American Heritage® Dictionary of the English Language, Fourth Edition
- n. Any of various insects of the family Cicadidae, having a broad head, membranous wings, and in the male a pair of resonating organs that produce a characteristic high-pitched, droning sound. Also called cicala.
Century Dictionary and Cyclopedia
- n. A popular name of many insects belonging to different orders, Hemiptera and Orthoptera, which make a rhythmical creaking or chirping noise; a locust, grasshopper, or cricket. In this sense the word has no definite zoölogical signification.
- n. In zoology: [capitalized] The typical genus of homopterous hemipterous insects of the family Cicadidæ. They are of comparatively large size, and the males have drums under their transparent wings with which a peculiar shrilling noise is made. The adult females deposit their eggs in the twigs of trees. The adolescent life of these insects is passed underground. C. orni is the south European species; C. hematodes occurs in Germany, England, etc.; C. septendecim is the American periodical cicada or seventeen-year locust, and there are several other species in the United States.
- n. any of several insects of the order Hemiptera, suborder Auchenorrhyncha, with small eyes wide apart on the head and transparent well-veined wings.
GNU Webster's 1913
- n. (Zoöl.) Any species of the genus Cicada or of the family
Cicadidae. They are large hemipterous insects, with nearly transparent wings. The male makes a shrill sound by peculiar organs in the under side of the abdomen, consisting of a pair of stretched membranes, acted upon by powerful muscles. A noted American species (Cicada septendecim) is called the seventeen year locust. Another common species is the dogday cicada.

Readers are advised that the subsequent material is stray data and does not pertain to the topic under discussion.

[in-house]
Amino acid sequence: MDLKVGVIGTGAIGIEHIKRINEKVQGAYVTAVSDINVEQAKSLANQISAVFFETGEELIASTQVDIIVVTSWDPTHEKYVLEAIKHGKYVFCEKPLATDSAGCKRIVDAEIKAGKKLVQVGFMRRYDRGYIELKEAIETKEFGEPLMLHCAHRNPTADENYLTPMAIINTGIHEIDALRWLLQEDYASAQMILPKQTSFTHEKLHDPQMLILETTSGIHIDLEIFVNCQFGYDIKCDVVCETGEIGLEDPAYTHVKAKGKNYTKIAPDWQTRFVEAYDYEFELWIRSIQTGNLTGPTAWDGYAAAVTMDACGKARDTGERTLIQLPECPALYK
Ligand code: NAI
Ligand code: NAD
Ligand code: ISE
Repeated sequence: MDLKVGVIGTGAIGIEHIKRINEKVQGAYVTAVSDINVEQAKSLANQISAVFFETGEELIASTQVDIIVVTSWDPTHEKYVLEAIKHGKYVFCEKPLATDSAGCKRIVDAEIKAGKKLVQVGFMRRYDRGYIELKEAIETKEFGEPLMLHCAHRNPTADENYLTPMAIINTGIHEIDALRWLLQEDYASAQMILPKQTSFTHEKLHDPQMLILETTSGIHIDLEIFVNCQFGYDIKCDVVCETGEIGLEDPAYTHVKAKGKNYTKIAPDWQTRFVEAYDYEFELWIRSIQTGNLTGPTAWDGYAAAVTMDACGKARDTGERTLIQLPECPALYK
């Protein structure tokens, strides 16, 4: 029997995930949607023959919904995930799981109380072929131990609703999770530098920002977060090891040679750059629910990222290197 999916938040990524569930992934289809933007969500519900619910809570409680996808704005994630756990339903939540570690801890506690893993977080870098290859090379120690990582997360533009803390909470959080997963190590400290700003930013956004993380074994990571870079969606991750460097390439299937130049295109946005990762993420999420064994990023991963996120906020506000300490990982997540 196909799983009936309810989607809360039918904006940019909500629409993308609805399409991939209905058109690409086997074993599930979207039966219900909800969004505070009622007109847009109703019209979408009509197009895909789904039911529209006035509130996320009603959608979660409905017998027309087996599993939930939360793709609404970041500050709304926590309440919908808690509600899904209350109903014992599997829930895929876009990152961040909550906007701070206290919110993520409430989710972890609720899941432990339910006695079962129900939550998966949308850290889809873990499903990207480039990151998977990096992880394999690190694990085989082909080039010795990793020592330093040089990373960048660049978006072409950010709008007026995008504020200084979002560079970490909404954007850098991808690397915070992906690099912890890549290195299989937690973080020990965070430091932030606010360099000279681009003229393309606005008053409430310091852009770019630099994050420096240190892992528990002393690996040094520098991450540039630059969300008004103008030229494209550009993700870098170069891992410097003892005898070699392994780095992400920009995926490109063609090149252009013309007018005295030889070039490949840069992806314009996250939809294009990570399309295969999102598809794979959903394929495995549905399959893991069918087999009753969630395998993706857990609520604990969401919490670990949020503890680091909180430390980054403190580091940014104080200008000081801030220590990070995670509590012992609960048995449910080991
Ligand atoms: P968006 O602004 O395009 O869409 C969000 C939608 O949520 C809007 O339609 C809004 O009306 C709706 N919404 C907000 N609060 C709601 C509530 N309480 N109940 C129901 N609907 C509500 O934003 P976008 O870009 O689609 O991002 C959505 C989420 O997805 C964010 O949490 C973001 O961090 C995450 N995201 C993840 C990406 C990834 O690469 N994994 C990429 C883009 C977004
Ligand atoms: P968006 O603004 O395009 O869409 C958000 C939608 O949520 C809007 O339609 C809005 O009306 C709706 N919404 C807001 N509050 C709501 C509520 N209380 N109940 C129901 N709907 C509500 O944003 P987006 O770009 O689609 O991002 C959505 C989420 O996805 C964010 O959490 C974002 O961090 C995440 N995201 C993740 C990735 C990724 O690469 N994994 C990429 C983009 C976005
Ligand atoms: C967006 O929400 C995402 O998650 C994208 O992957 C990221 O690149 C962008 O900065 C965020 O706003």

- n. stout-bodied insect with large membranous wings; male has drum-like organs for producing a high-pitched drone
- Borrowed from Latin cicada. (Wiktionary)
- Middle English, from Latin cicāda. (American Heritage® Dictionary of the English Language, Fourth Edition)
“A cicada is an insect of the order Hemiptera, suborder Auchenorrhyncha.”
“They were all back there — Liat and Maati and Kirath and Tuui and Epani who everyone called the cicada behind his back.”
“He called a cicada to his finger and said, Welcome, Sister Cicada.”
“As for the cricket, called in Latin cicada, he hath some likelihood, but not very great, with the grasshopper, and therefore he is not to be brought in as an umpire in this case.”
“Huge numbers of the fierce some looking insects are buzzing around the headquarters here in D.C. Experts say this particular breed is called the cicada killer wasp.”
“USA Today" has a story about something experts are calling cicada envy.”
“The air is full of the rattle of the cicada, which is like the sound of a loud cricket, or the 'r-- r' of a corncraik's note going on for ever and ever; and the house lizard in the church goes cheep -- cheep -- cheep every now and then.”
“A Spanish lexicographer of authority says that the cigar has the form of a "cicada" of paper, and, on the whole, it is highly probable that the likeness of the roll of tobacco-leaf to the cylindrical body of the insect (_cigarra_) was the reason that the "cigarro" was so called.”
“Ken Parsons and Derek Bridges sent me a video clip and neither knows the source of the odd "cicada" sound.”
“I mean, could you ask for a better punchline than me finding this cicada today?”
These user-created lists contain the word ‘cicada’.
A list of words which yield surprising, beautiful, amusing, or otherwise noteworthy images here on Wordnik.
cicadas from the land downunder
No one knows why.
my words. my mind. my gosh.
try not to enjoy it too much.
Words used to create the names of Pokémon, which are usually portmanteaux.
words that evoke magic, mystery, mayhem, magnificence or anything else that glimmers in the grass
Adjectives used in actual (non-taxonomic) bird names, past and present.
My C Words
Looking for tweets for cicada.